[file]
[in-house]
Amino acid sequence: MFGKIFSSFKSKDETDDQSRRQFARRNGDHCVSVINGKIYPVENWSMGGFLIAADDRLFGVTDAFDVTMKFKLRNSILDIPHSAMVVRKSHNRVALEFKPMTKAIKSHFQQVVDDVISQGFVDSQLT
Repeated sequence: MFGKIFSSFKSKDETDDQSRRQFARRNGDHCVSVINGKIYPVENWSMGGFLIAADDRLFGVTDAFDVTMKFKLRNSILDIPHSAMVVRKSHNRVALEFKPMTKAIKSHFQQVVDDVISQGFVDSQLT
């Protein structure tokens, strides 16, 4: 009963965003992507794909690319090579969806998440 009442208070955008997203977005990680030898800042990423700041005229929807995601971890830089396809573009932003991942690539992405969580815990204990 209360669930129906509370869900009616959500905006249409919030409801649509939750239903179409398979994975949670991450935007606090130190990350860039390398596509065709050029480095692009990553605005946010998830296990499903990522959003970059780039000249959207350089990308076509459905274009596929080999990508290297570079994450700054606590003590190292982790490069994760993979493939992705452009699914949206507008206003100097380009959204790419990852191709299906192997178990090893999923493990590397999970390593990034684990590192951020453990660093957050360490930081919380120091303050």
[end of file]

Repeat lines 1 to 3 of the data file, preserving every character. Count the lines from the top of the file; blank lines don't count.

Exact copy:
[in-house]
Amino acid sequence: MFGKIFSSFKSKDETDDQSRRQFARRNGDHCVSVINGKIYPVENWSMGGFLIAADDRLFGVTDAFDVTMKFKLRNSILDIPHSAMVVRKSHNRVALEFKPMTKAIKSHFQQVVDDVISQGFVDSQLT
Repeated sequence: MFGKIFSSFKSKDETDDQSRRQFARRNGDHCVSVINGKIYPVENWSMGGFLIAADDRLFGVTDAFDVTMKFKLRNSILDIPHSAMVVRKSHNRVALEFKPMTKAIKSHFQQVVDDVISQGFVDSQLT